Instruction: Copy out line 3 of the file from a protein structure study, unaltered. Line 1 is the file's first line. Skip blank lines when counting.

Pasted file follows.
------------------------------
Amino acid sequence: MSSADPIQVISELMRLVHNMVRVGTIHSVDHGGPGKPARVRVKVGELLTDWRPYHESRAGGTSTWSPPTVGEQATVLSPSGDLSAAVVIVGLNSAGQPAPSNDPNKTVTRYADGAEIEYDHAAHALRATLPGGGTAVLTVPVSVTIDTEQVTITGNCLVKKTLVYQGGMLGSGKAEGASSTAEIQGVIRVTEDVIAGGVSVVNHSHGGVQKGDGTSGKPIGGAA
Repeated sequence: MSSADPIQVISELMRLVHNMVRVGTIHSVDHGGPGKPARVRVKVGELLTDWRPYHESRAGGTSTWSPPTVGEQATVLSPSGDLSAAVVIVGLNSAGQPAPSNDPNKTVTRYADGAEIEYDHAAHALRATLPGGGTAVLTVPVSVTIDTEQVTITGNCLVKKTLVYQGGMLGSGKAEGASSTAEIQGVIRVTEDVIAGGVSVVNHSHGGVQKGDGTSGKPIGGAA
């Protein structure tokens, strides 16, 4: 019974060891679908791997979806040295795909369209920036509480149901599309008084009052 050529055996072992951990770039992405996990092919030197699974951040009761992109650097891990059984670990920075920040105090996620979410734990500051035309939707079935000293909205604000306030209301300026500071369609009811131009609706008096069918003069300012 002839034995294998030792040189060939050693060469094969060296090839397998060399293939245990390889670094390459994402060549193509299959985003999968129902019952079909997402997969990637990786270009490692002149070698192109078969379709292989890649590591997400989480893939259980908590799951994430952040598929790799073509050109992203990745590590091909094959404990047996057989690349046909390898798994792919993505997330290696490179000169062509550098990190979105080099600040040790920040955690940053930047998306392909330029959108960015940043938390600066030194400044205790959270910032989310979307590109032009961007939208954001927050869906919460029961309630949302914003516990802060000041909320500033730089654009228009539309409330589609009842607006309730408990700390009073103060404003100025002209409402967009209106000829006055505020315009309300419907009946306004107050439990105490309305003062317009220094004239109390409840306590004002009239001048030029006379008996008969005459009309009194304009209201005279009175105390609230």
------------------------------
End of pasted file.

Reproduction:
């Protein structure tokens, strides 16, 4: 019974060891679908791997979806040295795909369209920036509480149901599309008084009052 050529055996072992951990770039992405996990092919030197699974951040009761992109650097891990059984670990920075920040105090996620979410734990500051035309939707079935000293909205604000306030209301300026500071369609009811131009609706008096069918003069300012 002839034995294998030792040189060939050693060469094969060296090839397998060399293939245990390889670094390459994402060549193509299959985003999968129902019952079909997402997969990637990786270009490692002149070698192109078969379709292989890649590591997400989480893939259980908590799951994430952040598929790799073509050109992203990745590590091909094959404990047996057989690349046909390898798994792919993505997330290696490179000169062509550098990190979105080099600040040790920040955690940053930047998306392909330029959108960015940043938390600066030194400044205790959270910032989310979307590109032009961007939208954001927050869906919460029961309630949302914003516990802060000041909320500033730089654009228009539309409330589609009842607006309730408990700390009073103060404003100025002209409402967009209106000829006055505020315009309300419907009946306004107050439990105490309305003062317009220094004239109390409840306590004002009239001048030029006379008996008969005459009309009194304009209201005279009175105390609230």